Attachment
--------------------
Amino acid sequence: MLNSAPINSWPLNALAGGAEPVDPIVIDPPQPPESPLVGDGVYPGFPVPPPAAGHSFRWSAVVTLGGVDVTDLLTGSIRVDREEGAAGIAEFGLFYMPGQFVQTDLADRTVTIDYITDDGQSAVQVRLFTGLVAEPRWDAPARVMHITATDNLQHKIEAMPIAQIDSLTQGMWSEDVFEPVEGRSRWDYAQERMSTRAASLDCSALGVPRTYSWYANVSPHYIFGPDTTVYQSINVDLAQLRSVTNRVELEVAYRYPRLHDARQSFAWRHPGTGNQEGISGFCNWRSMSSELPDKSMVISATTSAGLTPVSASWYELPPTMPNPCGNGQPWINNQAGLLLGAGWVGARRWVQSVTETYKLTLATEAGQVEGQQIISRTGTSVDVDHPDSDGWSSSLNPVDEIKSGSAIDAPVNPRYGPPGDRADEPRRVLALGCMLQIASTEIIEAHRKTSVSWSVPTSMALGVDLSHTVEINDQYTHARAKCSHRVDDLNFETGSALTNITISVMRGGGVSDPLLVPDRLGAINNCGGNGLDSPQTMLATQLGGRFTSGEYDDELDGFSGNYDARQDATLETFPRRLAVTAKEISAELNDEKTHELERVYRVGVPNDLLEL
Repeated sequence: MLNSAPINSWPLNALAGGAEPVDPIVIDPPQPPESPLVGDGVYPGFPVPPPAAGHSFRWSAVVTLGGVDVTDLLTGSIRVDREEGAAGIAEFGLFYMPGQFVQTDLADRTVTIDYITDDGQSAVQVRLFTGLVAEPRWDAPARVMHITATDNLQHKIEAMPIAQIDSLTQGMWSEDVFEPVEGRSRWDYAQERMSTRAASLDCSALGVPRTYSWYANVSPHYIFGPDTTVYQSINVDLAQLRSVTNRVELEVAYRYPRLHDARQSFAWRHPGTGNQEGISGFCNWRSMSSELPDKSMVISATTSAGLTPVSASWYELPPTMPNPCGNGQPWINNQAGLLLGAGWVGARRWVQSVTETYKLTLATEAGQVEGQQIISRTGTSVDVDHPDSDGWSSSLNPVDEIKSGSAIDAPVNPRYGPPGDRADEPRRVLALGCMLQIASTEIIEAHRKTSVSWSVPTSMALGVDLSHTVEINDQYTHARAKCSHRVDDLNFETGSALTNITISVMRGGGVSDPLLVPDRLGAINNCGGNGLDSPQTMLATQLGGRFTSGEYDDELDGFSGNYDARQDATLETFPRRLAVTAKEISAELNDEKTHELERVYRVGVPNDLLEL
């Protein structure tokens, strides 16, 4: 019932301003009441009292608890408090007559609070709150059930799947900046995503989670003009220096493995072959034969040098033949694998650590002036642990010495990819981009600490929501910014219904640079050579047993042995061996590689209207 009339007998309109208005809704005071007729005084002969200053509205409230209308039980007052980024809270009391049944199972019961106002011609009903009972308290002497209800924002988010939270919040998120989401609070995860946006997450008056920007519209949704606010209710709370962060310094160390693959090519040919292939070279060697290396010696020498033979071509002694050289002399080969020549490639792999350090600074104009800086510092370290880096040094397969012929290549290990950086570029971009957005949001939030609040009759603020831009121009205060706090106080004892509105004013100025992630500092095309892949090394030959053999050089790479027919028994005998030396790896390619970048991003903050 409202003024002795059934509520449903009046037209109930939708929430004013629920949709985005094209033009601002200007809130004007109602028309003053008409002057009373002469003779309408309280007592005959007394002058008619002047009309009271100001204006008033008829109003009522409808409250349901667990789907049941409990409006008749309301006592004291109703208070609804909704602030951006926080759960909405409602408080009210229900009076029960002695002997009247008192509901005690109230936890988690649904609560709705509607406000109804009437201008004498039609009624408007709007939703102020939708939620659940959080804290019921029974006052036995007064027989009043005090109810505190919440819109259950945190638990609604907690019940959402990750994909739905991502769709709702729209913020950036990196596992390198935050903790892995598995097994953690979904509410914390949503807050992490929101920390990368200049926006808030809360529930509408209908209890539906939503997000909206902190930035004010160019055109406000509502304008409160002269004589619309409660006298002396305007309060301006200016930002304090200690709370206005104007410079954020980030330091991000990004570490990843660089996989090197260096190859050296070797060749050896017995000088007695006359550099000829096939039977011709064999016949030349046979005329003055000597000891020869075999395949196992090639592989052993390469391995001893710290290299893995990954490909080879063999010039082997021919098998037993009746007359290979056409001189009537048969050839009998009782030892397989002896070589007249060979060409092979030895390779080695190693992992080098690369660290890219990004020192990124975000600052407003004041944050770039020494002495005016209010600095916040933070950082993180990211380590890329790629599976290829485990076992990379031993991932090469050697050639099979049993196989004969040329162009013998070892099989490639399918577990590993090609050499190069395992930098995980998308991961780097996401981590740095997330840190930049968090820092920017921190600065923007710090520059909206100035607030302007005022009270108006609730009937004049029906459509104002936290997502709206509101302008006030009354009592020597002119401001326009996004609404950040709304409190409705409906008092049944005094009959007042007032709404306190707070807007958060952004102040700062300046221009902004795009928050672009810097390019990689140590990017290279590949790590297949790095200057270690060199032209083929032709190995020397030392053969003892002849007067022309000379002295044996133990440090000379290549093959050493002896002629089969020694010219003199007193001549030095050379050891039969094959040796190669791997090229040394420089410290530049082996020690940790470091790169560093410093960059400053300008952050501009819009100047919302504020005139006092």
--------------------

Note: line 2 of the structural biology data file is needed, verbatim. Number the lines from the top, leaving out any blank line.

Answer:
Repeated sequence: MLNSAPINSWPLNALAGGAEPVDPIVIDPPQPPESPLVGDGVYPGFPVPPPAAGHSFRWSAVVTLGGVDVTDLLTGSIRVDREEGAAGIAEFGLFYMPGQFVQTDLADRTVTIDYITDDGQSAVQVRLFTGLVAEPRWDAPARVMHITATDNLQHKIEAMPIAQIDSLTQGMWSEDVFEPVEGRSRWDYAQERMSTRAASLDCSALGVPRTYSWYANVSPHYIFGPDTTVYQSINVDLAQLRSVTNRVELEVAYRYPRLHDARQSFAWRHPGTGNQEGISGFCNWRSMSSELPDKSMVISATTSAGLTPVSASWYELPPTMPNPCGNGQPWINNQAGLLLGAGWVGARRWVQSVTETYKLTLATEAGQVEGQQIISRTGTSVDVDHPDSDGWSSSLNPVDEIKSGSAIDAPVNPRYGPPGDRADEPRRVLALGCMLQIASTEIIEAHRKTSVSWSVPTSMALGVDLSHTVEINDQYTHARAKCSHRVDDLNFETGSALTNITISVMRGGGVSDPLLVPDRLGAINNCGGNGLDSPQTMLATQLGGRFTSGEYDDELDGFSGNYDARQDATLETFPRRLAVTAKEISAELNDEKTHELERVYRVGVPNDLLEL